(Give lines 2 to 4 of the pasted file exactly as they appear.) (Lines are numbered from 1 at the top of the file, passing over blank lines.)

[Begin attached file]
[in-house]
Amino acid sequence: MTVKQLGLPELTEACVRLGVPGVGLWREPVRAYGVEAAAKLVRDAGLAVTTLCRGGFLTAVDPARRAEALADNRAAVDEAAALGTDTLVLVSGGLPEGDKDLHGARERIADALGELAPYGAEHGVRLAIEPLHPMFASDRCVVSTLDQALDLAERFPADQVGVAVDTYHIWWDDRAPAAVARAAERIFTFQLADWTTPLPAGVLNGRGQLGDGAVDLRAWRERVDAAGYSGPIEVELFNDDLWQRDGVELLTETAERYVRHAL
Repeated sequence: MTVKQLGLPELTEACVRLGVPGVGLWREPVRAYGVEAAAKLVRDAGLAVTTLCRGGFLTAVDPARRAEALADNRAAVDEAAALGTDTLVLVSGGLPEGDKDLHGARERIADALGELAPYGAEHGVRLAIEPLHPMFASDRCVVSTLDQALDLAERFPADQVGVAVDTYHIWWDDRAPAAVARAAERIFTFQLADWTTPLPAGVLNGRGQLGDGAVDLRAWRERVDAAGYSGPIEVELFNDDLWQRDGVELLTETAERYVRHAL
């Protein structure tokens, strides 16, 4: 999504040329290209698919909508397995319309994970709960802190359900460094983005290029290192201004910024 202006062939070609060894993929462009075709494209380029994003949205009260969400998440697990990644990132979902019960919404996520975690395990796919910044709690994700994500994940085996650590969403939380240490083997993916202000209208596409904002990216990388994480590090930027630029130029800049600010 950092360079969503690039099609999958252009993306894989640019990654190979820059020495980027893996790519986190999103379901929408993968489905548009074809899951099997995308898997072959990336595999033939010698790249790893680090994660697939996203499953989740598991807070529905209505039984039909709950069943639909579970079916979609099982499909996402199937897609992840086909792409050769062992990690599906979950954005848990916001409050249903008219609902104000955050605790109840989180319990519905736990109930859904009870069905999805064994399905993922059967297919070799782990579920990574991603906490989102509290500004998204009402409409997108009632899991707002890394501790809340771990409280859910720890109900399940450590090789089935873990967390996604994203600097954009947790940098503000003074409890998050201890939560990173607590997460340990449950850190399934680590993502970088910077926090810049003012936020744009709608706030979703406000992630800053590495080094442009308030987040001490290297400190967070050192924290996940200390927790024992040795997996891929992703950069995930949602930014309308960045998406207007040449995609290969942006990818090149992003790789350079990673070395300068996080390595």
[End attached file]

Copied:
Amino acid sequence: MTVKQLGLPELTEACVRLGVPGVGLWREPVRAYGVEAAAKLVRDAGLAVTTLCRGGFLTAVDPARRAEALADNRAAVDEAAALGTDTLVLVSGGLPEGDKDLHGARERIADALGELAPYGAEHGVRLAIEPLHPMFASDRCVVSTLDQALDLAERFPADQVGVAVDTYHIWWDDRAPAAVARAAERIFTFQLADWTTPLPAGVLNGRGQLGDGAVDLRAWRERVDAAGYSGPIEVELFNDDLWQRDGVELLTETAERYVRHAL
Repeated sequence: MTVKQLGLPELTEACVRLGVPGVGLWREPVRAYGVEAAAKLVRDAGLAVTTLCRGGFLTAVDPARRAEALADNRAAVDEAAALGTDTLVLVSGGLPEGDKDLHGARERIADALGELAPYGAEHGVRLAIEPLHPMFASDRCVVSTLDQALDLAERFPADQVGVAVDTYHIWWDDRAPAAVARAAERIFTFQLADWTTPLPAGVLNGRGQLGDGAVDLRAWRERVDAAGYSGPIEVELFNDDLWQRDGVELLTETAERYVRHAL
């Protein structure tokens, strides 16, 4: 999504040329290209698919909508397995319309994970709960802190359900460094983005290029290192201004910024 202006062939070609060894993929462009075709494209380029994003949205009260969400998440697990990644990132979902019960919404996520975690395990796919910044709690994700994500994940085996650590969403939380240490083997993916202000209208596409904002990216990388994480590090930027630029130029800049600010 950092360079969503690039099609999958252009993306894989640019990654190979820059020495980027893996790519986190999103379901929408993968489905548009074809899951099997995308898997072959990336595999033939010698790249790893680090994660697939996203499953989740598991807070529905209505039984039909709950069943639909579970079916979609099982499909996402199937897609992840086909792409050769062992990690599906979950954005848990916001409050249903008219609902104000955050605790109840989180319990519905736990109930859904009870069905999805064994399905993922059967297919070799782990579920990574991603906490989102509290500004998204009402409409997108009632899991707002890394501790809340771990409280859910720890109900399940450590090789089935873990967390996604994203600097954009947790940098503000003074409890998050201890939560990173607590997460340990449950850190399934680590993502970088910077926090810049003012936020744009709608706030979703406000992630800053590495080094442009308030987040001490290297400190967070050192924290996940200390927790024992040795997996891929992703950069995930949602930014309308960045998406207007040449995609290969942006990818090149992003790789350079990673070395300068996080390595």